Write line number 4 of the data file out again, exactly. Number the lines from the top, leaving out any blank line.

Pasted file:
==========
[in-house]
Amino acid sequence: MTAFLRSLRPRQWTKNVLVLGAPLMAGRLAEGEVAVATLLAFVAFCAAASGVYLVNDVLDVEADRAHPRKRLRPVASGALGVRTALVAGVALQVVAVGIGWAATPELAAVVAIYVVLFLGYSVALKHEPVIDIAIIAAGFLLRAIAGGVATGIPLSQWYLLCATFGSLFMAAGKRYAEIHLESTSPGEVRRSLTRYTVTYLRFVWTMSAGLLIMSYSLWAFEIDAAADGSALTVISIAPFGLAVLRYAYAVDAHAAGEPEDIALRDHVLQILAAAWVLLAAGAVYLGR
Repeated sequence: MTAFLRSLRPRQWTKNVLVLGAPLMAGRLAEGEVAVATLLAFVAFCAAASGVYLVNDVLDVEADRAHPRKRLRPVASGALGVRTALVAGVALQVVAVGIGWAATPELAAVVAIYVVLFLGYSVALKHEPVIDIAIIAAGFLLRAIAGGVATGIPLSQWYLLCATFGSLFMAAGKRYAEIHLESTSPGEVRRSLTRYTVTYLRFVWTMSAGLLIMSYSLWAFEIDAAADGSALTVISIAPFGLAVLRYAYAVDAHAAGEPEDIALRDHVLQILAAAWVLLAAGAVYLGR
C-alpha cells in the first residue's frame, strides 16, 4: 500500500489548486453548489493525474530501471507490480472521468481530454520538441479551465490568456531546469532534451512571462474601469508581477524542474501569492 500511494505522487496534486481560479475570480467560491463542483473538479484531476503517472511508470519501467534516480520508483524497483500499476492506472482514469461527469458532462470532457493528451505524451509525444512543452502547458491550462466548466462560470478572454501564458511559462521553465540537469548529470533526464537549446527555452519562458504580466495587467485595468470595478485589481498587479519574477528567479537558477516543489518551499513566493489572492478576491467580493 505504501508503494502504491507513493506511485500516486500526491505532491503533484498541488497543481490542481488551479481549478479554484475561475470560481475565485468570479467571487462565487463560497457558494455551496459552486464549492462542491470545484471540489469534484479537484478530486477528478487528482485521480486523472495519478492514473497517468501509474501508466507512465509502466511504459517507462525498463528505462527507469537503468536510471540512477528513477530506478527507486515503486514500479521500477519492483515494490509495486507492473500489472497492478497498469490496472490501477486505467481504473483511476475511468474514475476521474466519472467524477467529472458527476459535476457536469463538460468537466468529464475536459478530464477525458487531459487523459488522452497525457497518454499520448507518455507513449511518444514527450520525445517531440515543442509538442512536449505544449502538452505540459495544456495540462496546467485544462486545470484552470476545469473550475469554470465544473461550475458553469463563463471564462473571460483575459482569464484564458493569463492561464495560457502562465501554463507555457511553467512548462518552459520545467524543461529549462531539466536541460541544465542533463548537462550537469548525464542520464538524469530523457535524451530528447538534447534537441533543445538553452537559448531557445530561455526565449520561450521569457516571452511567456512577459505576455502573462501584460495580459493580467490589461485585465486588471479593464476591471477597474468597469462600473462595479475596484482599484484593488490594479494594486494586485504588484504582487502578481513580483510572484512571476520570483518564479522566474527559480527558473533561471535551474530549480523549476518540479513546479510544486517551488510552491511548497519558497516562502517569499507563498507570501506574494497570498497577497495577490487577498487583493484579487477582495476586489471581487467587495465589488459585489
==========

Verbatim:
C-alpha cells in the first residue's frame, strides 16, 4: 500500500489548486453548489493525474530501471507490480472521468481530454520538441479551465490568456531546469532534451512571462474601469508581477524542474501569492 500511494505522487496534486481560479475570480467560491463542483473538479484531476503517472511508470519501467534516480520508483524497483500499476492506472482514469461527469458532462470532457493528451505524451509525444512543452502547458491550462466548466462560470478572454501564458511559462521553465540537469548529470533526464537549446527555452519562458504580466495587467485595468470595478485589481498587479519574477528567479537558477516543489518551499513566493489572492478576491467580493 505504501508503494502504491507513493506511485500516486500526491505532491503533484498541488497543481490542481488551479481549478479554484475561475470560481475565485468570479467571487462565487463560497457558494455551496459552486464549492462542491470545484471540489469534484479537484478530486477528478487528482485521480486523472495519478492514473497517468501509474501508466507512465509502466511504459517507462525498463528505462527507469537503468536510471540512477528513477530506478527507486515503486514500479521500477519492483515494490509495486507492473500489472497492478497498469490496472490501477486505467481504473483511476475511468474514475476521474466519472467524477467529472458527476459535476457536469463538460468537466468529464475536459478530464477525458487531459487523459488522452497525457497518454499520448507518455507513449511518444514527450520525445517531440515543442509538442512536449505544449502538452505540459495544456495540462496546467485544462486545470484552470476545469473550475469554470465544473461550475458553469463563463471564462473571460483575459482569464484564458493569463492561464495560457502562465501554463507555457511553467512548462518552459520545467524543461529549462531539466536541460541544465542533463548537462550537469548525464542520464538524469530523457535524451530528447538534447534537441533543445538553452537559448531557445530561455526565449520561450521569457516571452511567456512577459505576455502573462501584460495580459493580467490589461485585465486588471479593464476591471477597474468597469462600473462595479475596484482599484484593488490594479494594486494586485504588484504582487502578481513580483510572484512571476520570483518564479522566474527559480527558473533561471535551474530549480523549476518540479513546479510544486517551488510552491511548497519558497516562502517569499507563498507570501506574494497570498497577497495577490487577498487583493484579487477582495476586489471581487467587495465589488459585489